FTSE 100 lags as traders reflect on UK economic recovery
The FTSE 100 (^ FTSE) lagged behind its continental peers on Friday, as investors digested the UK government’s review of the traffic light system for international travel, as well as a possible delay in reopening.
The London benchmark was flat after the opening, while the French CAC (^ FCHI) climbed 0.1% and the German DAX (^ GDAXI) rose 0.2%.
âThe only clouds on the horizon, aside from the rain-bearing variety, were the performance of international travel stocks, which continued to underperform after the UK government yesterday announced that no new countries would not be added to the list of green trips, âhe added. said Michael Hewson of CMC Markets. “The government also announced that a number of new countries have been added to the red list.”
He added: “There are also fears that we may see a delay in the June 21 reopening date, which tempers the recovery for parts of the UK economy.”
Transport Secretary Grant Shapps confirmed on Thursday that Portugal will be removed from Britain’s green list for overseas travel from Tuesday.
The vacation destination is now on the Amber List, which means travelers must self-quarantine for 10 days upon their return, as well as pay for two PCR tests.
Read more: Travel stocks collapse as Portugal is removed from UK green list
Across the pond, S&P 500 futures (ES = F) were stable at the time of the European opening, Dow futures (YM = F) lost around half a percent, and Nasdaq futures (NQ = F) were 0.1% lower.
It comes as traders brace for the release of US employment data later today, which could give clues as to whether investors should expect a withdrawal of the measures. central bank stimulus. Last month’s employment data was well below expectations, taking economists by surprise.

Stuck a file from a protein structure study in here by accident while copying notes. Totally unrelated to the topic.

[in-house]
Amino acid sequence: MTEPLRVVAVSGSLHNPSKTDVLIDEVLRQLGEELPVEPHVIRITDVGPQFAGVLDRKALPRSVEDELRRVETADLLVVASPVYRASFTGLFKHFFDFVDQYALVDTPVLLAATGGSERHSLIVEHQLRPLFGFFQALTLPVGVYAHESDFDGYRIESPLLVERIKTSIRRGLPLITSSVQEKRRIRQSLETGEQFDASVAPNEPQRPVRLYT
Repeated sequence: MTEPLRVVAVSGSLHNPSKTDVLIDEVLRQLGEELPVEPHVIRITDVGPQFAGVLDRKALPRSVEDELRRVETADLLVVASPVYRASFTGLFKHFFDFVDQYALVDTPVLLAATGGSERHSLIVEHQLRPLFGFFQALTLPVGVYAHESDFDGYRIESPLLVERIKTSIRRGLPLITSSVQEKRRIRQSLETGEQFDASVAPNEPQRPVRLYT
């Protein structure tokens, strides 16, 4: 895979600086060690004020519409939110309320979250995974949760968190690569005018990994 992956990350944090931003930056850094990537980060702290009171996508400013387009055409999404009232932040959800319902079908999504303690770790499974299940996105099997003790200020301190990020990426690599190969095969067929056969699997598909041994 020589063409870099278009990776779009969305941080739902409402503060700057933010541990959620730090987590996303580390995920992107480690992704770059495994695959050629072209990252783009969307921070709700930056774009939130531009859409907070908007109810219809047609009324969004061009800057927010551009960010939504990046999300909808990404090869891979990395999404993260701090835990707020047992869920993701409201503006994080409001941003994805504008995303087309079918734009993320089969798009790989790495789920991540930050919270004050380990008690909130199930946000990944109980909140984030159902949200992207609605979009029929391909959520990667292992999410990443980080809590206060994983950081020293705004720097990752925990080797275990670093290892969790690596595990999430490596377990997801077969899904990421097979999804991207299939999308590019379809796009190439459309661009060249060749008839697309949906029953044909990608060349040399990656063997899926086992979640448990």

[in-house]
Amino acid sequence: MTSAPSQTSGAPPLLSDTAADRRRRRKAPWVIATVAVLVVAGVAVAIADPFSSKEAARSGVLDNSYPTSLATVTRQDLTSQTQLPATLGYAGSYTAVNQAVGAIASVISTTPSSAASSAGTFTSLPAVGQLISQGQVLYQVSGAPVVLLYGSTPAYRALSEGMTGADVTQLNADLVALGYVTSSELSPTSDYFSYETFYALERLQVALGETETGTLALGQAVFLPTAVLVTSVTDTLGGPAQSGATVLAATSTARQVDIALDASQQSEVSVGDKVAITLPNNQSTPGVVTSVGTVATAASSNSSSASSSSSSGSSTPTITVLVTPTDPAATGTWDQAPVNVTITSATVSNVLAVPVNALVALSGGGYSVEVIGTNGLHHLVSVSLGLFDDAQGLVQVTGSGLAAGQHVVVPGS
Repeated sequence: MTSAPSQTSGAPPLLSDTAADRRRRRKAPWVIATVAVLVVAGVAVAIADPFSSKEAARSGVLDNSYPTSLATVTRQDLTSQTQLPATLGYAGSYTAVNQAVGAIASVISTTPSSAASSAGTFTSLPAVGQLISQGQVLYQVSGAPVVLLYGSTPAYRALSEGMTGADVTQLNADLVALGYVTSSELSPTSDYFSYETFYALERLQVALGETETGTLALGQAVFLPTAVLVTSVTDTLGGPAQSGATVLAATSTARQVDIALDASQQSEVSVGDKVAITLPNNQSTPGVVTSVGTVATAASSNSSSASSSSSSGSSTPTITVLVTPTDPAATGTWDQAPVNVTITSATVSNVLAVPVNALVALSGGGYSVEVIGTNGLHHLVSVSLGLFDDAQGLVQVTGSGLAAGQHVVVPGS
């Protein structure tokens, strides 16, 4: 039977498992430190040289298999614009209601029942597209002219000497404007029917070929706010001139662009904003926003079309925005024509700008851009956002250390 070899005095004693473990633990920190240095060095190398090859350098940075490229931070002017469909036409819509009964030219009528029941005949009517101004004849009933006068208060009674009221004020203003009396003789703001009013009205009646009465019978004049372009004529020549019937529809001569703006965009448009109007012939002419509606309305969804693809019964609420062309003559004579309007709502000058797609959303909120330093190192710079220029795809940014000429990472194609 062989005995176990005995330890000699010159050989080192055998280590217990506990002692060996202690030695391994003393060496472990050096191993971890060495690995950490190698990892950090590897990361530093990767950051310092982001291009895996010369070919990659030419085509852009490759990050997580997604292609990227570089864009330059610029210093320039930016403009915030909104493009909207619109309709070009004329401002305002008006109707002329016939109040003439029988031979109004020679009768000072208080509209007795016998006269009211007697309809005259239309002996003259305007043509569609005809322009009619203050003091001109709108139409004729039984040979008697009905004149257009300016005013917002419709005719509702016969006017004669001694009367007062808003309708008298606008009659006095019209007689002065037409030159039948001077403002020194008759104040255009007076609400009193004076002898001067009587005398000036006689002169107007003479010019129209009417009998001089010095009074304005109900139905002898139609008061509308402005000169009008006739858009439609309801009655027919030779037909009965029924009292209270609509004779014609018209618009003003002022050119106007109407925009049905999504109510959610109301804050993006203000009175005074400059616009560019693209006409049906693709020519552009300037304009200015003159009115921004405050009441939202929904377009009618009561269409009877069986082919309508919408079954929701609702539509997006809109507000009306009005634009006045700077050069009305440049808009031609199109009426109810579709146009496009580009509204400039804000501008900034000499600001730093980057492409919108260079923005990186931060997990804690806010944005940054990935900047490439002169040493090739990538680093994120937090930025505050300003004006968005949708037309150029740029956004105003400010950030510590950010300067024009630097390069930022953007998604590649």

What has not been taken into account is the extremely generous increase in unemployment benefits following the stimulus package in March. This meant that in many cases it was not worth the effort for workers to return to the workforce hence the great shortfall of 266,000, while the March count was revised down to 770,000. .
“The market is digesting strong economic data with inflationary pressures and wondering if this will change the timing of the Fed’s cut and how to factor it into stock prices,” Brad Neuman, chief strategy officer at Reuters, told Reuters. market at Algiers in New York.
Asian stocks were mixed on Friday, hampered by a drop in tech stocks on Wall Street.
The Nikkei (^ N225) ended down 0.40% while the Hang Seng (^ HSI) fell 0.2% and the Shanghai Composite (000001.SS) edged up 0.2% after Beijing has proposed a reduction in the stamp duty for major financial companies.
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